Even viewers for whom ballet remains a form of artistic expression they can do without will find this documentary by Dayna Goldfine and Dan Geller not only consistently engrossing but genuinely engaging, if technically conventional. It tells the tale of the dance company that sprang up at Monte Carlo in 1932 as a successor to the famous Ballets Russes that impresario Serge Diaghilev had established in Paris in 1909 and overseen until his death in 1929, and that split up into two competing corps, one of which disbanded in 1947 and the other in 1962. Made in conjunction with a reunion of performers from the companies–men and women in their seventies, eighties and even nineties–who reminiscence about their careers, and featuring an amazing variety and volume of historical footage, still photos and newspaper accounts, the film lovingly captures both the brilliance and the turmoil of more than three decades of dance and the literally indomitable spirit of those directly involved in it.
The story is fascinating not only because of the level of accomplishment under often difficult circumstances (World War II and the unfamiliarity of ballet among some audiences–particularly in the American hinterlands–where the troupes toured during it) and the range of places involved (including Australia and Latin America as well as Europe), but also by reason of the professional rivalry the story reveals. The Monte Carlo Ballet Russes came into being as the joint project of Wassily de Basil and Rene Blum, who hired many of the emigres and other artists Diaghilev had employed to such stunning effect, but new talents as well. (Some of the most entrancing moments involve the trio of so-called “baby ballerinas” that captivated audiences with both their youth and their dexterity.) But by the late 1930s it had split into two separate troupes, each boasting an amazing choreographer–George Balanchine on the one hand and Leonide Massine on the other–and during the 1940s, the troupes both had to improvise in order to stay afloat, whistle-stop touring, vaudeville style, in the U.S., in some cases taking gigs in Hollywood, and traveling to such unlikely locales as Sydney and Buenos Aires. Questions of race also enter into the picture when one troupe touring in the American south features an African-American dancer; and Native American ballerinas are also profiled. The reaction of the Russians to the work of American composers and choreographers like Agnes De Mille is also touched upon.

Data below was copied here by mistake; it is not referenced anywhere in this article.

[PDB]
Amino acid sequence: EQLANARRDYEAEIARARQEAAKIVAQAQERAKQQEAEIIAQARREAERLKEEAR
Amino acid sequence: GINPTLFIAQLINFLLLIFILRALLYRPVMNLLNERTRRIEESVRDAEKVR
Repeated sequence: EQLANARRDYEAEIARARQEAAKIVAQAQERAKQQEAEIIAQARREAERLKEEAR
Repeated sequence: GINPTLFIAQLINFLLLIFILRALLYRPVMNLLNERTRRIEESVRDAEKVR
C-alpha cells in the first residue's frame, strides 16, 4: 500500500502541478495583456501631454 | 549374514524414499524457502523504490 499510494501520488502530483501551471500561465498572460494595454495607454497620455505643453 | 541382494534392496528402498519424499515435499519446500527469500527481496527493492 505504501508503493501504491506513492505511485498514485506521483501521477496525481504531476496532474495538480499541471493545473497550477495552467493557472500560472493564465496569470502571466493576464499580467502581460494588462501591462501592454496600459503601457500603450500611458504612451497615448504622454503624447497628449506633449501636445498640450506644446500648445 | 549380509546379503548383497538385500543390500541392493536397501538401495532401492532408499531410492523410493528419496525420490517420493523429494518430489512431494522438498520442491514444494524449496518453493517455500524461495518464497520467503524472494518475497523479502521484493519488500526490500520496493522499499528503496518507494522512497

In fact, it’s amazing how many points–not merely artistic and professional but also personal, historical and sociological–are covered, if only in a glancing fashion, in the course of the picture. That’s a testimony to the makers’ indefatigable tracking down of obscure footage, stills and interviews, and also to the spryness and still-vivid personalities of the elderly survivors of the troupes, who are remarkably candid and articulate in their recollections. Special praise has to be given to the editing of Geller, Goldfine and Gary Weimberg, who knead all the material together with wonderful crispness and impact.
“Ballets Russes” begins by emphasizing the transitory character of dance which, like theatrical performances, exists but for a brief instant, surviving only in the memory of those who have personally witnessed it. Thanks to Goldfine and Geller, however, we’re all privileged to experience, if only at second remove and through an imperfect means, the glories that these artists created over three and a half decades long ago. Bravo!